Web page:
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Employment Law Update: Employer-Provided Leave as a Reasonable Accommodation under the Americans with Disabilities Act

Posted by Maureen B. Heffernan | May 16, 2016 | 0 Comments

Maureen HeffernanOn May 9, 2016 the federal Equal Employment Opportunity Commission (EEOC) issued a resource document that addresses workplace leave policies in the context of an employer's duty to accommodate employees with disabilities.

The federal Americans with Disabilities Act (ADA) and state civil rights laws, including the Iowa Civil Rights Act, require that employers provide reasonable accommodations to qualified employees with disabilities unless doing so would cause undue hardship on the employer's operations or finances.

The EEOC's new document entitled, “Employer-Provided Leave and the Americans with Disabilities Act,” which can be accessed on the EEOC's website, reminds employers that workplace policies denying or limiting the use of leave may be subject to challenge if they unlawfully restrict the rights of disabled employees.  Existing EEOC regulations already provide that leave, even leave that exceeds a company's leave policy, may be a reasonable accommodation for a disabled employee if it would result in the employee returning to work and performing the essential functions of his or her job.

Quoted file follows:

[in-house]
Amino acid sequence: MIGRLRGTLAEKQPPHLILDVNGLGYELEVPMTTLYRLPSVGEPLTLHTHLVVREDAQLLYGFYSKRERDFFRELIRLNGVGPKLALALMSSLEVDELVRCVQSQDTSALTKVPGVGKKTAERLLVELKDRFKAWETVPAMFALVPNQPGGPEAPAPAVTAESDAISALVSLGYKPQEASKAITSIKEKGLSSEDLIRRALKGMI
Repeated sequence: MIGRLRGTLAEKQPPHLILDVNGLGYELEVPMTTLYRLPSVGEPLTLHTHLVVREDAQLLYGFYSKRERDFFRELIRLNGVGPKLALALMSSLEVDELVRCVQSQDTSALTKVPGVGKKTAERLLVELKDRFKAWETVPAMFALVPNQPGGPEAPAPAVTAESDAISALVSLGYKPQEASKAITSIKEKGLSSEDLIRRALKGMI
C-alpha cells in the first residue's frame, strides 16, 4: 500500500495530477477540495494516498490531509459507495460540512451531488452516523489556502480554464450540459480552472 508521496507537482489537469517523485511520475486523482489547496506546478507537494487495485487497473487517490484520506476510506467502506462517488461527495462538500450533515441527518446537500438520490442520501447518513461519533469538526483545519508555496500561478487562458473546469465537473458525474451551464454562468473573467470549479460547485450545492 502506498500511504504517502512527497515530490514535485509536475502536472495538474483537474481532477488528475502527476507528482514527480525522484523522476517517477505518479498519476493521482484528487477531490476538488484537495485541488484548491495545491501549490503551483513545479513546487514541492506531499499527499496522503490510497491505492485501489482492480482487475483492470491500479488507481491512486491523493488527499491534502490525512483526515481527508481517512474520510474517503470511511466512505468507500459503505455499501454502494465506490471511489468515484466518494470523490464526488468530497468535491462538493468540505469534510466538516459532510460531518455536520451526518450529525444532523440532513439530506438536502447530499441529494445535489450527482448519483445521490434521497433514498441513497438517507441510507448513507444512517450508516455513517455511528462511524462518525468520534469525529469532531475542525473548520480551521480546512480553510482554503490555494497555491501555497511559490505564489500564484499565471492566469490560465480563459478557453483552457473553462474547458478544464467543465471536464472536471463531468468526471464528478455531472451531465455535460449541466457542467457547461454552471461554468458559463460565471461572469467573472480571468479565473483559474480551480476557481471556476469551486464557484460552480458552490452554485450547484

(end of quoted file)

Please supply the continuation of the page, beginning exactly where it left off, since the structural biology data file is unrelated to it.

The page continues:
The EEOC also cautions against the automatic application of “maxi­mum leave” or “100 percent healed” policies without first engaging in the proper analysis and interactive process with an employee who may be a candidate for extended leave as a reasonable accommodation under the ADA.

Workplace leave policies, and the individual situations that arise under those policies, can be challenging for employers to manage, even more so when various legal obligations coincide. In addition to the ADA and similar state nondiscrimination laws, an employer may also need to consider state workers' compensation laws as well as state and/or federal family and medical leave statutes when evaluating how to apply company leave policies.

If you have any questions about this recent guidance from the EEOC or about how your leave or return-to-work policies may need to be revised in order to meet existing legal standards, you may contact attorney Maureen Heffernan at 252-0020 or email Maureen at:  [email protected]


About the Author

Maureen B. Heffernan

Maureen has practiced law for the firm since 1985 and became a partner in 1992. Her practice is focused in the areas of education/school law (representing schools and institutions of higher education), employment law (representing employers and businesses), and health care practice law (representing physicians and group practices).


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